Yes, Fast Days Healing Days will even teach you how to microwave water and make a cup of instant bouillon! But Susie T. does have a couple of powerful pinches of this and that in her Magic Elixir to help make your Fast Days (FDs) taste delicious, take the edge off hunger and maybe even clear the cobwebs upstairs!
Many IFers (intermittent fasters) describe struggling with leg cramps, sometimes dizziness, or feeling fatigued and run-down. We’re not doctors and we don’t even play them on TV, so it’s always best to consult the family doc if you are suffering with any of these symptoms.
FDHD found an association between these symptoms and those described by Drs. Westman, Phinney and Volek in the New Atkins for a New You book. They describe what many of us old-time low carbers refer to as “Atkins’ Flu,” a collection of symptoms characterized by fatigue, achiness, vague nausea, leg cramps, and dizziness. Sometimes the Atkins-neer has all of the symptoms and sometimes only a few. We just always assumed it was the period of adjustment when our body switched from burning glucose to burning fat and ketone bodies as fuel.
What the good doctors found in reality is that Atkins’ Flu can often be cured by adding sodium to the diet in the form of 1-2 cups per day of instant bouillon. Sometimes it’s also wise to add a magnesium and potassium supplement to help replenish those two minerals as well. They tell us that a low carb diet has a diuretic effect and because of losing so much fluid (often quickly), that electrolytes may need a boost. The sodium from the bouillon along with the magnesium and potassium helps to right the imbalance.
We’ve also witnessed a similar thing happening with IFers when they begin an intermittent fasting lifestyle. In the early days, it’s not unusual to drop 5-10 pounds very quickly—especially if you have a lot to lose. Most of this is water weight and it’s been our personal experience that when you drop water weight (via a diuretic effect), electrolytes can go out of balance causing exhaustion, muscle aches and cramps, dry mouth, constipation, nausea, heart flutters, even insomnia.
We’ve adapted the Atkins docs’ suggestion, stopping just short of teaching you how to make a cup of bouillon, because come on! It’s bouillon. And water. Even a blind squirrel finds a nut, sometimes! How many recipes for bouillon does a person need? Well, as it turns out, there are a couple of recipes we’d like to share!
This first one is a recipe for Magic Elixir. No, it’s not really magical and isn’t even an elixir. Let’s call it a tea. And I personally love to drink this if I feel dehydrated, but also when I’m fighting a cold or flu. I can’t substantiate that it really works outside of placebo effects. But there are studies showing that grandma’s chicken soup really may be the closest thing to a cure for the common cold! Use what you have on hand—bone broth is preferred, but instant bouillon also works. We like HerbOx and Better Than Bouillon (and yes, we close our eyes pretending there are no chemicals or yukky ingredients in there).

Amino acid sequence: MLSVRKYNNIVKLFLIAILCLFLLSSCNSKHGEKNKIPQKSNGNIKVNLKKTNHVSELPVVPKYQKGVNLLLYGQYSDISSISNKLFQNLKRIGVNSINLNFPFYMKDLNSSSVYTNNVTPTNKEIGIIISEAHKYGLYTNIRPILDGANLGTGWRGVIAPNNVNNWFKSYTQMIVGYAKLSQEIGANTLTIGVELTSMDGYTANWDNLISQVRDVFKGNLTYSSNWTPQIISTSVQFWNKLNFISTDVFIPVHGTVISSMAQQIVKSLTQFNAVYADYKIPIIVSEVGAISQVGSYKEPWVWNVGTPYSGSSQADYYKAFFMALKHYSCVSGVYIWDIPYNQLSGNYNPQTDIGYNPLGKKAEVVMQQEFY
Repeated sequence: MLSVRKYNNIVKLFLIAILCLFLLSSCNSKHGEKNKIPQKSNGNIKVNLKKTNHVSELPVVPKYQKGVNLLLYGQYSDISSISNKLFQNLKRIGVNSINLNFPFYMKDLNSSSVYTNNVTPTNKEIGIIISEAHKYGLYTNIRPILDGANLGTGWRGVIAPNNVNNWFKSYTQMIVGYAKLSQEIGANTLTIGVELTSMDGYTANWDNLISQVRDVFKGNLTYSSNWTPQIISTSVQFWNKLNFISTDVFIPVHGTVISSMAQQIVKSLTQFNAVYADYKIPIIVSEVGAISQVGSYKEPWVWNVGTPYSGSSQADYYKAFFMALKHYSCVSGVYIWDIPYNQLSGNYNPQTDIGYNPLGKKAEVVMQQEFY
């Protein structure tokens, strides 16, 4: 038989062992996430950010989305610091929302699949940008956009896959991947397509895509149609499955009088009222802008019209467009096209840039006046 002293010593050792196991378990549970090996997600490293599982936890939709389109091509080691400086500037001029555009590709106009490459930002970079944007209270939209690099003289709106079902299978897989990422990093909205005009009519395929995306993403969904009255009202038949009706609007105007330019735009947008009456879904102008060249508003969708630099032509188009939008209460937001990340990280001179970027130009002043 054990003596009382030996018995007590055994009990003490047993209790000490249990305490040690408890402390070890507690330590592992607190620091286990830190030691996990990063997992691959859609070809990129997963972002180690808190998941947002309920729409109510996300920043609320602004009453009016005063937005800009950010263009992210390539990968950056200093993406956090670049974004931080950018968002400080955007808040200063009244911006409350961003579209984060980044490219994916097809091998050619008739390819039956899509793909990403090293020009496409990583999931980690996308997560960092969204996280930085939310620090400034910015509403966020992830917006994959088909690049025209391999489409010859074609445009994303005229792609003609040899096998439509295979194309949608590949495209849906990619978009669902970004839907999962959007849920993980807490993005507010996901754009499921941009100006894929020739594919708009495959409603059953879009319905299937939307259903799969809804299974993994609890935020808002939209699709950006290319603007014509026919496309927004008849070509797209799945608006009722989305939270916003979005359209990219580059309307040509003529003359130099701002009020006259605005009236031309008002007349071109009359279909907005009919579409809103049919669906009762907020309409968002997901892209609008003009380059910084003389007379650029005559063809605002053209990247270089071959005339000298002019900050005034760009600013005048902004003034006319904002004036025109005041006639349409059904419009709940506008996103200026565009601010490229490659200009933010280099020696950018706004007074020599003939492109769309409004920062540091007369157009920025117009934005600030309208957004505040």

We add a few dried, ground spices that are purported to have anti-viral, anti-fungal properties. We use dried to make it convenient, but fresh is best. I make up a pot of this “tea” and simmer it on the stove using fresh garlic and ginger, then adding the ground turmeric and fresh ground black pepper. Turmeric, garlic, and ginger are all anti-inflammatories and also have mucalytic properties (mucus-busters). The black pepper is reported to increase the effects or allow us to metabolize the turmeric better.
I have a major head cold right now and between sipping on hot mugs of Magic Elixir and drinking warm water with lemon and taking my precious Nature’s Answer Sambucus (super concentrated black elderberry extract in glycerin–a natural anti-cold/anti-flu immune booster) 4 times a day, I feel like it’s helping me fight off the virus trying to make my nasal passages their little biatch.
Try it and see what you think! Leave me a note to let me know how it worked. Oh did I forget to mention Magic Elixir tastes delicious and kicks the MHs (mean hungries) in the nads? Tsk, tsk, dang chemo-brain!
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